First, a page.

Supreme Court chamber, Wisconsin State Capitol, Madison, Wisconsin. “Supreme Court chamber through the cast iron doors. Mural by Albert Herter depicts signing of U.S. Constitution.” by Photo Phiend via Flickr CC BY-NC-ND 2.0
In a 4-3 decision the conservative majority on the Wisconsin Supreme Court ruled on Tuesday in a case involving an extension on counting absentee ballots that “the Wisconsin Legislature has the authority to represent the State of Wisconsin’s interest in the validity of state laws.”
The case arose after Judge William Conley of the U.S. District Court for the Western District of Wisconsin ordered a pandemic-related extension on absentee vote counting, among other rule changes, in the November election. The Legislature appealed that extension to the Seventh Circuit Court of Appeals in Chicago. The appeals court initially held that the Legislature — as opposed to the attorney general — did not have standing to represent the state’s interests in court. Republicans asked that the question, as a matter of state law, be sent to the Wisconsin Supreme Court. Now that the Wisconsin Supreme Court has ruled in favor of the Legislature, the case will returns to the Seventh Circuit Court of Appeals.
“Today’s decision does not change the bottom line: the relief Judge Conley ordered to protect the November election is tailored, necessary and lawful,” said Jeffrey Mandell, an attorney for the plaintiffs in the case, who include the Democratic Party and the Wisconsin Elections Commission. “The case now returns to the appeal in the Seventh Circuit, where we will continue defending the injunctive relief we won to ensure all Wisconsinites can have a meaningful opportunity to express their preferences in November’s election.”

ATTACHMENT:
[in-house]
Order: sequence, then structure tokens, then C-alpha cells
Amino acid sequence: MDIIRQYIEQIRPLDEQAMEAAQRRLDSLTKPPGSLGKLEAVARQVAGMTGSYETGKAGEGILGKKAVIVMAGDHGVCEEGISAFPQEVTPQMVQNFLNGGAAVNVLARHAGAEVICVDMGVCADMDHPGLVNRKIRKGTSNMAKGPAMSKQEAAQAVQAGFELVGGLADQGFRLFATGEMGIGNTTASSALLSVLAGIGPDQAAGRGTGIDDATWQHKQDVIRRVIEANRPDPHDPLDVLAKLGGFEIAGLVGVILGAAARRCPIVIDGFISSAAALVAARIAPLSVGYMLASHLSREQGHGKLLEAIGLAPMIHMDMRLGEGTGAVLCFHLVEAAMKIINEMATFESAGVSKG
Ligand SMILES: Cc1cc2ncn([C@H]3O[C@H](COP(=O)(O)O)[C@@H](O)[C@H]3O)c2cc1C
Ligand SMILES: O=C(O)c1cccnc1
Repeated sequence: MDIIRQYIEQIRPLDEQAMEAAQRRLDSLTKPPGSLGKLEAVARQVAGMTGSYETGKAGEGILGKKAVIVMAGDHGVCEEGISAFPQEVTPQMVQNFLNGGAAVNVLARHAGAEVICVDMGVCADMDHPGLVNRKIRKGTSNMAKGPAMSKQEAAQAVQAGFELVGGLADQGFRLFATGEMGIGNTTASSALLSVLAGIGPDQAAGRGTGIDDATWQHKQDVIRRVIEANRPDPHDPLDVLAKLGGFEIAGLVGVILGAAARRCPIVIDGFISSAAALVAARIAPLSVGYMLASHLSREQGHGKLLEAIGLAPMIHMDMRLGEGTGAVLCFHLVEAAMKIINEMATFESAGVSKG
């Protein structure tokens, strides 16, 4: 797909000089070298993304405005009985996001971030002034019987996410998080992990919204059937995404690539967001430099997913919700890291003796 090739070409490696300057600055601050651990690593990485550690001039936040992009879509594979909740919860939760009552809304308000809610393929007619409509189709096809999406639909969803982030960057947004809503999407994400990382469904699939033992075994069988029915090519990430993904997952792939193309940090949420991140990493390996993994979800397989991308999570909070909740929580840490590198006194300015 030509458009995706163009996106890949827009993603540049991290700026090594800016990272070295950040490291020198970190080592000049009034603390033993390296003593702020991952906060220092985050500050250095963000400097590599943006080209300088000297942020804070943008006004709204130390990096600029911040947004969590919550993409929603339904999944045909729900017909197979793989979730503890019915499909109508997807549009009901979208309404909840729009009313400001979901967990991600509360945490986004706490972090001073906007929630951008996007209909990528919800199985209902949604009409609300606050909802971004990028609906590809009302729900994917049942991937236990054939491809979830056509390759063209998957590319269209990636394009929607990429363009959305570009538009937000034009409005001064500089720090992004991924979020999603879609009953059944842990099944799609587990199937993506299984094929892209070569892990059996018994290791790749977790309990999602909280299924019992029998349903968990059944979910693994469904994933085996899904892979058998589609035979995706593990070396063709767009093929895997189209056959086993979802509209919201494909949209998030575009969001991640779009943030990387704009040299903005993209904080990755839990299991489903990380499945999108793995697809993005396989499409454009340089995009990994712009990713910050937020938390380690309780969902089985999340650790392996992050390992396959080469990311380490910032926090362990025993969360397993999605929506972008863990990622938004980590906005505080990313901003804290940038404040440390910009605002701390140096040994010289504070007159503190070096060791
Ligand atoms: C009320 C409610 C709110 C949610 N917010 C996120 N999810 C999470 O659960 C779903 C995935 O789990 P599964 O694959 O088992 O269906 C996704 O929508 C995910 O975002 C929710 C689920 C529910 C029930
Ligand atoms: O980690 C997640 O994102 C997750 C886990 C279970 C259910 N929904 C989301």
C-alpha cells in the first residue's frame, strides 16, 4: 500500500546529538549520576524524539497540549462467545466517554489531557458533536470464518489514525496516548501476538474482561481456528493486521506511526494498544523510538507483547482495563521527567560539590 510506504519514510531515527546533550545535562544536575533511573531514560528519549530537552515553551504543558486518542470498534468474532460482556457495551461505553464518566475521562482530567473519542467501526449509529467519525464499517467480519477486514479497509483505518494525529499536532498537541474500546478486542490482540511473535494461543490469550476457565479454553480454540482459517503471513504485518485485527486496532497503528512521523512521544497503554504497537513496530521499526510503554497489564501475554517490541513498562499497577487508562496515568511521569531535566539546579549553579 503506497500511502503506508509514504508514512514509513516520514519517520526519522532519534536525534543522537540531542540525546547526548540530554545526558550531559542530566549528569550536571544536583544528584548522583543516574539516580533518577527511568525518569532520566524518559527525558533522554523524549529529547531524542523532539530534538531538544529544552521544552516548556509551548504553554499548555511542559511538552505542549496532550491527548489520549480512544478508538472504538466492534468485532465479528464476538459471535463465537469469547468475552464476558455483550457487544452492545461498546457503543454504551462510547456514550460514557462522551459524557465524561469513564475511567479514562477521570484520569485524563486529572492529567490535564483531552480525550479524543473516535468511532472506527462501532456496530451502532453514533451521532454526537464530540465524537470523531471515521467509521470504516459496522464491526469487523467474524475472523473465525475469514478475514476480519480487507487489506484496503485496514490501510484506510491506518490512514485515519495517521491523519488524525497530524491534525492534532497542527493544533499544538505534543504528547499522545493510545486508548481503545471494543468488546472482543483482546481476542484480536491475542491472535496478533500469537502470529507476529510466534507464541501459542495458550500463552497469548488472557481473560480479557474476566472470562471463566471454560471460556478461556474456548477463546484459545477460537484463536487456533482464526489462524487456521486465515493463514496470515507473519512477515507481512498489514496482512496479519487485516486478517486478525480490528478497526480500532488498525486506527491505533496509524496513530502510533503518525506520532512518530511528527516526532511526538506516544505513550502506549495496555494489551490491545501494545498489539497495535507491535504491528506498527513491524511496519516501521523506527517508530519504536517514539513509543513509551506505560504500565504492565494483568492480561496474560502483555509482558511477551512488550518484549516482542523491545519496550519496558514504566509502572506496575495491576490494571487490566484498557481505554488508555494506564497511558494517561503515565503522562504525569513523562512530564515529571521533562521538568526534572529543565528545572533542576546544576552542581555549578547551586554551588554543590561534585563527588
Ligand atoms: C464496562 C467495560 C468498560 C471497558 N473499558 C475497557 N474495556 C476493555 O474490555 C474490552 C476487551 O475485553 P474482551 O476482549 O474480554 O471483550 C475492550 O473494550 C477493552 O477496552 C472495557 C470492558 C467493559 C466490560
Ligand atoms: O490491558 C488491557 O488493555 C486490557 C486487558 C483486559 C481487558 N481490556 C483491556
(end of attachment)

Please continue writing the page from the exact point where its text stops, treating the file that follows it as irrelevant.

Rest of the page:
“We are pleased that the Court agreed that the Wisconsin Legislature can defend laws where the Attorney General refuses to do so,” Luke Berg, a lawyer for the Wisconsin Institute for Law & Liberty, which filed an amicus brief siding with the Legislature, said in a statement. “If this were not so, the state would have no lawyer and a single judge’s decision to change election procedures on the eve of an election would evade review by higher courts.”
In a dissent joined by the other liberal justices on the court, Justice Rebecca Dallet called the majority decision granting the Legislature the right to take over the attorney general’s role in representing the interests of the state “shocking.” “[T]he legislature can represent its institution’s interest, but it cannot, by the plain terms of our statutes, appropriate the state’s interests so as to veto the executive’s decision not to appeal,” she wrote.
While the case is a victory for Republicans in their ongoing battle over executive powers with Democratic Gov. Tony Evers’ administration, it is not clear that they will succeed in preventing the extension on absentee voting.
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